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Obama's speech faced reception problems -- technical and otherwise

September 8, 2009 |  7:08 pm

Across the Southland, school districts dealt with varying challenges related to President Obama’s Tuesday address to students, including technical difficulties and parents who did or did not want the speech broadcast during school hours.

For most students in the Los Angeles Unified School District, classes don’t begin until Wednesday. Commonwealth Avenue Elementary was an exception, because it runs on a year-round calendar because of overcrowding. So Commonwealth became the official viewing site for district officials, the media and visiting dignitaries Tuesday morning. A number of Commonwealth students still missed the speech, however, because of technical difficulties.

After Obama’s remarks, a faculty delegation participated in a round table discussion with Deputy Secretary of Education Anthony W. Miller. Participants discussed the benefits and limits of federal stimulus dollars at the campus.

Before the federal bailout arrived, Commonwealth stood to lose as many as 10 of 42 teachers. In the end, three were laid off and two took jobs elsewhere. All three laid-off teachers are currently working in the school as long-term substitutes, but any open permanent slots must soon be filled by laid-off teachers from elsewhere with more seniority, said Principal Young Ae Park.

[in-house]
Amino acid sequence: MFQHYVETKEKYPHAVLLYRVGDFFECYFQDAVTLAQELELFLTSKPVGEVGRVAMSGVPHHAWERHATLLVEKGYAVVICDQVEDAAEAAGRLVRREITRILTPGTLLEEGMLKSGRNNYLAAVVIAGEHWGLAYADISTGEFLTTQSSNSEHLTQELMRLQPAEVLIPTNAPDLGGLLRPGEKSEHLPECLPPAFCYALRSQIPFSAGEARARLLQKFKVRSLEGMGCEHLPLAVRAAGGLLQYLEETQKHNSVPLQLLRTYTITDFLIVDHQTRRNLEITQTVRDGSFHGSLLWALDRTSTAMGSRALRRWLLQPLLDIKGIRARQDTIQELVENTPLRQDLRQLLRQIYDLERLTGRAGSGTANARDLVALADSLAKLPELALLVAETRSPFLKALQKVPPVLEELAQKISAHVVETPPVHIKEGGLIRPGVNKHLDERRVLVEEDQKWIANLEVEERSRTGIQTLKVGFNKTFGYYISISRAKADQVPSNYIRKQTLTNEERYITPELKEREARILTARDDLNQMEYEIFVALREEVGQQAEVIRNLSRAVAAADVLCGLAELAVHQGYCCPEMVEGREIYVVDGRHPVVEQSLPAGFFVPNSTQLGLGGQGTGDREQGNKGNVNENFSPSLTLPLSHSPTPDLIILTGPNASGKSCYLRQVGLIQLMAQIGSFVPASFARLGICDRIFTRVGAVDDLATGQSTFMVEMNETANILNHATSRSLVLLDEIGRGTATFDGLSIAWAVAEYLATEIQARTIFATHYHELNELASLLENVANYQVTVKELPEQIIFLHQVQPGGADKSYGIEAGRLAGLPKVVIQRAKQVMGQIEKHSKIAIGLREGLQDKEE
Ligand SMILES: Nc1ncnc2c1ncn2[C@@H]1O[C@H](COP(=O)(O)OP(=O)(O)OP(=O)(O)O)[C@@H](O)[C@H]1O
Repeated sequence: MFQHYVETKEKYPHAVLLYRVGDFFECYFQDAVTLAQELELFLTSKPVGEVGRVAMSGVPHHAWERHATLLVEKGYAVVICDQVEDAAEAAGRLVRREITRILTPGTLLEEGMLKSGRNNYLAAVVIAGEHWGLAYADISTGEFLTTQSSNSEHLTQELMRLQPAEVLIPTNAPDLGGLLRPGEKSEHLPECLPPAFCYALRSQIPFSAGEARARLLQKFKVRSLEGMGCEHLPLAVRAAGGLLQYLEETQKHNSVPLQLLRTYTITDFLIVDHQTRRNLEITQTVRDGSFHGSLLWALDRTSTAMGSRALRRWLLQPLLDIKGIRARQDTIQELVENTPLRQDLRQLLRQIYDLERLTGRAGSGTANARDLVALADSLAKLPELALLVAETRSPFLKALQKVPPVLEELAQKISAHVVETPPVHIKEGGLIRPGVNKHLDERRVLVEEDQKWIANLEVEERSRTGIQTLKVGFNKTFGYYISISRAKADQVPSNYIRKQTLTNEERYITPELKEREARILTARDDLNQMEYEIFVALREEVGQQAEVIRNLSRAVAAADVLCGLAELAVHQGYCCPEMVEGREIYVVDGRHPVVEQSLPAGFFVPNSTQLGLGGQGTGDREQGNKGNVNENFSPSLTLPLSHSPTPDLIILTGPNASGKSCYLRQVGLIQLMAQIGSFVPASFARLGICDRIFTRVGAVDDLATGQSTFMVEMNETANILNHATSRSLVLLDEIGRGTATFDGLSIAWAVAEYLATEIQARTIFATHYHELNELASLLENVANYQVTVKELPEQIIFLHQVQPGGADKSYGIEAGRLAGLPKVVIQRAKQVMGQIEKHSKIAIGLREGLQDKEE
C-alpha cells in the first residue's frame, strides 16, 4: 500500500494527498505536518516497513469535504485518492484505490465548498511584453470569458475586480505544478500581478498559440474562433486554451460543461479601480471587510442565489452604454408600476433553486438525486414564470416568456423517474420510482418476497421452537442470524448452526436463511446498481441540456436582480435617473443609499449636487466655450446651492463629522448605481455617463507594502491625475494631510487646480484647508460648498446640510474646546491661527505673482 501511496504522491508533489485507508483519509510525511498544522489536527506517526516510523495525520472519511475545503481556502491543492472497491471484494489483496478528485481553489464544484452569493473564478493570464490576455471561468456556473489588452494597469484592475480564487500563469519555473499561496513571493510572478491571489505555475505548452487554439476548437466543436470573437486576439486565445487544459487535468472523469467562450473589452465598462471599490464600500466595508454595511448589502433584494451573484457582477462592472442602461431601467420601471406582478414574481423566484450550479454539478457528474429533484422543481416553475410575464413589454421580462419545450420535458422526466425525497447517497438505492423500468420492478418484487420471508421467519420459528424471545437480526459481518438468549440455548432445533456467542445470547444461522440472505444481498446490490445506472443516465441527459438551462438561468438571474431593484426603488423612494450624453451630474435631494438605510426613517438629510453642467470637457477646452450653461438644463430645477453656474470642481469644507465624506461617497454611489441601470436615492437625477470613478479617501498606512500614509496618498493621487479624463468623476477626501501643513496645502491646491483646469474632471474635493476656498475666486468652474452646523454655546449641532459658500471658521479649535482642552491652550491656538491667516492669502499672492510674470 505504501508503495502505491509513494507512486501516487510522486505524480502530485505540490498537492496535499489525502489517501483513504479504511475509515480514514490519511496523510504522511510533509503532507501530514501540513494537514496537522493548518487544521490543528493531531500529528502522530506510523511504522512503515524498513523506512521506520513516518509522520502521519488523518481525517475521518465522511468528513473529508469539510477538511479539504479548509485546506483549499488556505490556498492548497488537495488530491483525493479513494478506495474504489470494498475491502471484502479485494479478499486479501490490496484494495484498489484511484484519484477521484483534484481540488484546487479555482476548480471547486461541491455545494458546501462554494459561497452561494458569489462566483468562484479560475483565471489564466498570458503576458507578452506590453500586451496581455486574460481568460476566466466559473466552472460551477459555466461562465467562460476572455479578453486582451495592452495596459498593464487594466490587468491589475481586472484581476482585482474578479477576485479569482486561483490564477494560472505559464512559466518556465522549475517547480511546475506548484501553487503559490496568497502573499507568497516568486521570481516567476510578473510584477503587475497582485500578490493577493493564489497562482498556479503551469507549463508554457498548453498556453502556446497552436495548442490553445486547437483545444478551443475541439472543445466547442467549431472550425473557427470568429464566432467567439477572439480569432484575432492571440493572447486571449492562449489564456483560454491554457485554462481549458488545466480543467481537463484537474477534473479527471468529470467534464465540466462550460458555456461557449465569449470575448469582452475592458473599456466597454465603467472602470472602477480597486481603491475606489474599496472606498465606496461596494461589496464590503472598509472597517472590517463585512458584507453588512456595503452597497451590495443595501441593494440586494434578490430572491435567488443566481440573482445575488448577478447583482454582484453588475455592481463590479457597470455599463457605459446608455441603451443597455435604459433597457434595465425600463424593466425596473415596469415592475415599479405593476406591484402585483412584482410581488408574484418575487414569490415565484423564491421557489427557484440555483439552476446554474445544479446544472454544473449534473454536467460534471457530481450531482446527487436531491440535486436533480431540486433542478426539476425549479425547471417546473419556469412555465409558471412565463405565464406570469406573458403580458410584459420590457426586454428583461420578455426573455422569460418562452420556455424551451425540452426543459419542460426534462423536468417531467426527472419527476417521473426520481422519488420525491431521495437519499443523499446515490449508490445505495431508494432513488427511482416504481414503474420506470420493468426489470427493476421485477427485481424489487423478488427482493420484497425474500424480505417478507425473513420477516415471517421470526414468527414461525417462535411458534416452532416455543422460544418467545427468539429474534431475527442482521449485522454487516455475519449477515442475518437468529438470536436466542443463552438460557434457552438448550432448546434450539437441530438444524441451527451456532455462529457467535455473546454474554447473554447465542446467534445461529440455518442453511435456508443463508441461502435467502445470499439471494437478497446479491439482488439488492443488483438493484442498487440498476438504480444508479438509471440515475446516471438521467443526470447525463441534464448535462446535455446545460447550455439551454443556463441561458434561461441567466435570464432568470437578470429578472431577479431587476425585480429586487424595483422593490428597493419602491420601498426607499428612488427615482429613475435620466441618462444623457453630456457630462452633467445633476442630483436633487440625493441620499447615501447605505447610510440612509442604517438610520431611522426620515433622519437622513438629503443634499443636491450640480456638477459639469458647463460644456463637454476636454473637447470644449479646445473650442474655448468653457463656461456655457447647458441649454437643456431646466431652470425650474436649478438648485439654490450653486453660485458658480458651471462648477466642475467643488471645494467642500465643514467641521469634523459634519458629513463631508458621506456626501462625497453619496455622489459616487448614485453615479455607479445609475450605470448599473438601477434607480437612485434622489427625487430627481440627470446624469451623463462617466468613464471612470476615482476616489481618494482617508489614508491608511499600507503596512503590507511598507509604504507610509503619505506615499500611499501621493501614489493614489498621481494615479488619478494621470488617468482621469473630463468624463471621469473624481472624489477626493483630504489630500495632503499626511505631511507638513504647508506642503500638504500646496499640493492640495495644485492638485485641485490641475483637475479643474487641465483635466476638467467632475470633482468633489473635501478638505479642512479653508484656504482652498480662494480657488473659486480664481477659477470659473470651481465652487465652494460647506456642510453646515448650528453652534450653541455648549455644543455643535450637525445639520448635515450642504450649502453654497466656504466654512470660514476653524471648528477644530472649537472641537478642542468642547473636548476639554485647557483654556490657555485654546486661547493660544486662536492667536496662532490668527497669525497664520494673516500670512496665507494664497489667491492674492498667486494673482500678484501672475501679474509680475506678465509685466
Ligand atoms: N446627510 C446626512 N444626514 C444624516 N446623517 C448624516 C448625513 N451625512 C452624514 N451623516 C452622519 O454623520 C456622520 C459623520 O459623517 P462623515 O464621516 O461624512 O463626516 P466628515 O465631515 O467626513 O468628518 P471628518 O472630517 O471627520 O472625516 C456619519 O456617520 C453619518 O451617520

Nor was the federal money sufficient to prevent some class-size increases. And Park must now share her assistant principal with another school.

“We don’t have manpower to sustain what we have done the past 10 years,” she said, referring to the school’s rising test scores.

Several times she implored Miller for more funding. He was sympathetic but could only note how much money the federal government already had doled out.

Many charter schools also were in session Tuesday, including the new Fernando Pullum Performing Arts High School, which rents space from a church in South Los Angeles. As the president’s speech was about to begin, students were attending a welcoming ceremony in the church sanctuary, equipped with large flat-panel screens. But the screens stayed blank and the students were shuttled off to class.

Principal Germaine DeCree explained, with a bit of chagrin, that the school hadn’t been wired yet and there was no way to show the speech. A taped version will be shown, she said, as soon as the school is capable.

After parents in the La Cañada Unified School District raised concerns about whether most teachers would permit students to watch the speech, Supt. James Stratton issued a statement saying teachers would make that choice themselves.

The district, he said, worked to make sure all classrooms could receive the broadcast. And he asked “teachers to consider how the president’s message on the importance of education and goal-setting could relate to their day’s lessons.”

The speech itself, he said, would qualify as appropriate content for most classes. He also encouraged parents to read the text of Obama’s address.

At Dartmouth Middle School in Hemet, the speech was as verboten as sex education or a movie with mature content. The school’s website noted that “teachers may be showing the president's speech on Thursday to students whose parents have given written permission.”

-- Howard Blume and Mitchell Landsberg

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